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Eurobank: Peak Interest in Greek Tourism, Energy, Logistics Set to Create Jobs

 

The tourism, energy and logistics sectors – already accounting for investment plans worth 22.4 billion euros – are set to create 605,000 new jobs in Greece over the next decade, according to a study released on Monday, by Eurobank.

Titled “Energy, Logistics, Tourism: Sector Prospects, Investment Plans in Progress and their Contribution to GDP”, the report found that the three sectors have already attracted investments totaling 22.4 billion euros with projects under review set to contribute 25.2-31.4 billion euros to the GDP over the next decade, and in 20 years’ time generate a GDP of 45-65.5 billion euros. At the same time, Eurobank analysts say, these projects can in the next 10 years create up to 605,000 new jobs.

Eurobank analysts are quick to point out however that for the above forecasts to materialize, Greece’s development model must change radically driven by investments and export activity.

Tapping into tourism

The tourism sector has already demonstrated its pivotal role in Greece’s economic recovery as a key driver accounting for 6.4 percent of the Gross Value Added (GVA) rate. At the same time, the sector is “extroverted” and supplying many other industries. However, issues to be addressed according to the survey should include the sector’s seasonality and geographical concentration of tourist activity.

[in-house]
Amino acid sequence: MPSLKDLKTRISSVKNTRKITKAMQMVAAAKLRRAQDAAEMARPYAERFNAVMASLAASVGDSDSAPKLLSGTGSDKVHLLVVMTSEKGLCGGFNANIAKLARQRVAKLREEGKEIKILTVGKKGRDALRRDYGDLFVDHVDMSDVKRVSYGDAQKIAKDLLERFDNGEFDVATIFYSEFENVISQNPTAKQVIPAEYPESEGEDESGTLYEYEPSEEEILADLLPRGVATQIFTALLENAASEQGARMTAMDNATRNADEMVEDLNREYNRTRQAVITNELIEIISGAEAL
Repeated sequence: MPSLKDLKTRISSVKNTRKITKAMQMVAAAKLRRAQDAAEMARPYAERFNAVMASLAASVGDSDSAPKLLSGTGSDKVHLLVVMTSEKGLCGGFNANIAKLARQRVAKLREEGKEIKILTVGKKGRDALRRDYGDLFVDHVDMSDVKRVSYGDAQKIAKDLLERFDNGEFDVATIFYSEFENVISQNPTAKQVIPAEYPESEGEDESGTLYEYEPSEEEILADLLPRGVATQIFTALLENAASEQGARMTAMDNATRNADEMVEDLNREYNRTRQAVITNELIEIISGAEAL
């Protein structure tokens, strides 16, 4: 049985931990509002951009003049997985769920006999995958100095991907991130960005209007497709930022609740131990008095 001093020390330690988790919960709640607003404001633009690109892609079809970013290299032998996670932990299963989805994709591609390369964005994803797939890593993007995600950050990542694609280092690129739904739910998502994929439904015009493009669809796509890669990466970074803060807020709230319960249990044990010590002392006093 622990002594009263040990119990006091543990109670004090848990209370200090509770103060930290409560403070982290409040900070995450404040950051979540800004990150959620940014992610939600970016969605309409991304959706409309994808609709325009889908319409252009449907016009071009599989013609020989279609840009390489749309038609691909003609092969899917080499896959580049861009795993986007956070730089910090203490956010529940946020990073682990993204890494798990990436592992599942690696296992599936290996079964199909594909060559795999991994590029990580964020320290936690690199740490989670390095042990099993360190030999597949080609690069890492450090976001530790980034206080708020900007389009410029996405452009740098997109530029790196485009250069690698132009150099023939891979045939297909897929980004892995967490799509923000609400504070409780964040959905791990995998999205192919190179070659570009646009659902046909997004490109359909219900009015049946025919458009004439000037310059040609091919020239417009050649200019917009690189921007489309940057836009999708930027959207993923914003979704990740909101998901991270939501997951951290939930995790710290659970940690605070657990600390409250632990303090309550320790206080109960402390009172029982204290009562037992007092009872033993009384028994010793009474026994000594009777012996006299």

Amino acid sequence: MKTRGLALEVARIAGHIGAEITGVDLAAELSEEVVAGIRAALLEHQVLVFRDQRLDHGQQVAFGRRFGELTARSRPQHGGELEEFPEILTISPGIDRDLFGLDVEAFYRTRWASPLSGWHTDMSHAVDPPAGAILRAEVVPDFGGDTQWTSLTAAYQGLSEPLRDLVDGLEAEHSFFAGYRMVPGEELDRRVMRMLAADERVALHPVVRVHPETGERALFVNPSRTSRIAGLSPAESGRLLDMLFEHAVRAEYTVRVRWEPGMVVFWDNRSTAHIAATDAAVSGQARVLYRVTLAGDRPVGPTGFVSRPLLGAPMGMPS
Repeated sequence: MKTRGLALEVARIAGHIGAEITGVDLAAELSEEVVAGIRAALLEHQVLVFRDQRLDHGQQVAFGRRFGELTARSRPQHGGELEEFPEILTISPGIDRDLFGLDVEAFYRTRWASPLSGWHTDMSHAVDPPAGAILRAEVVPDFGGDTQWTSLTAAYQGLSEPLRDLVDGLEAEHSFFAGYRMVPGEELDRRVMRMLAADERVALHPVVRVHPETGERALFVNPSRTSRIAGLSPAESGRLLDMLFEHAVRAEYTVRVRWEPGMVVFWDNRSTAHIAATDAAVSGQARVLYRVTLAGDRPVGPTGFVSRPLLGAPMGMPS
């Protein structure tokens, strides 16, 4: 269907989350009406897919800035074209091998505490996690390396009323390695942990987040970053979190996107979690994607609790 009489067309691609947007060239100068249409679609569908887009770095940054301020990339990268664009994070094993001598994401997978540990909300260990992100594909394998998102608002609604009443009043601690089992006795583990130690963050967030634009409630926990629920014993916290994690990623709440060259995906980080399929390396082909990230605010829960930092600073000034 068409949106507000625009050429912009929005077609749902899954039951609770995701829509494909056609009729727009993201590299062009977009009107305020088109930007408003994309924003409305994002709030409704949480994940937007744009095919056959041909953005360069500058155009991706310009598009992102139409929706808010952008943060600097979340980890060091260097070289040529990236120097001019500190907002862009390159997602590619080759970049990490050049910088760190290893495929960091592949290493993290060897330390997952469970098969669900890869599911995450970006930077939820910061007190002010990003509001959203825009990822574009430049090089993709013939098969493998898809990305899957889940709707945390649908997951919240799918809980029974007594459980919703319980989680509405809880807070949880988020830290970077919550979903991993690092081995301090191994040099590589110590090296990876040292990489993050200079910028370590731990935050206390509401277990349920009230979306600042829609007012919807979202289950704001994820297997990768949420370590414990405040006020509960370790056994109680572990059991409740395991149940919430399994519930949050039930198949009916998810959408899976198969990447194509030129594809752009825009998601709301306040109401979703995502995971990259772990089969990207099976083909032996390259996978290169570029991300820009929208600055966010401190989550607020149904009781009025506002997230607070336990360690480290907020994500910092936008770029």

Increased taxation and insurance contributions compared to rival destinations are also taking a toll on the sector creating uncertainty for a number of hotel businesses, while a vague spatial and land use plan, a lagging and constantly changing legal framework, stringent rules on foreign direct investment, lack of technological readiness and poor infrastructure all hinder the sector’s strong potential for further growth.

The report goes on to note that the cost per trip to Greece is quite low compared to competing destinations. In order for Greece to benefit from the growing international tourist demand, it must diversify its tourist product, upgrade public and private infrastructure, and reach out to niche markets including senior travelers, business trips, cruise and city break travel, as well as move swiftly ahead with plans to develop the Athenian Riviera.

Paleo Faliro, Athens Riviera / Photo © NIKOS DANIILIDIS – Wikipedia

“The Greek economy needs a net increase in its capital stock of 86 billion euros at 2010 rates if it is to attain 2010 levels. In addition, the composition of investments must change, with focus on resources, infrastructure, research and development, which have a greater multiplier effect on GDP and are necessary for the shift to a knowledge-based economy,” Eurobank said.

About the Author
Chicago-born and raised, Maria Paravantes has over two decades of journalistic experience covering tourism and travel, gastronomy, arts, music and culture, economy and finance, politics, health and social issues for international press and media. She has worked for Reuters, The Telegraph, Huffington Post, Billboard Magazine, Time Out Athens, the Athens News, Odyssey Magazine and SETimes.com, among others. She has also served as Special Advisor to Greece’s minister of Foreign Affairs, and to the mayor of Athens on international press and media issues. Maria is currently a reporter, content and features writer for GTP Headlines.

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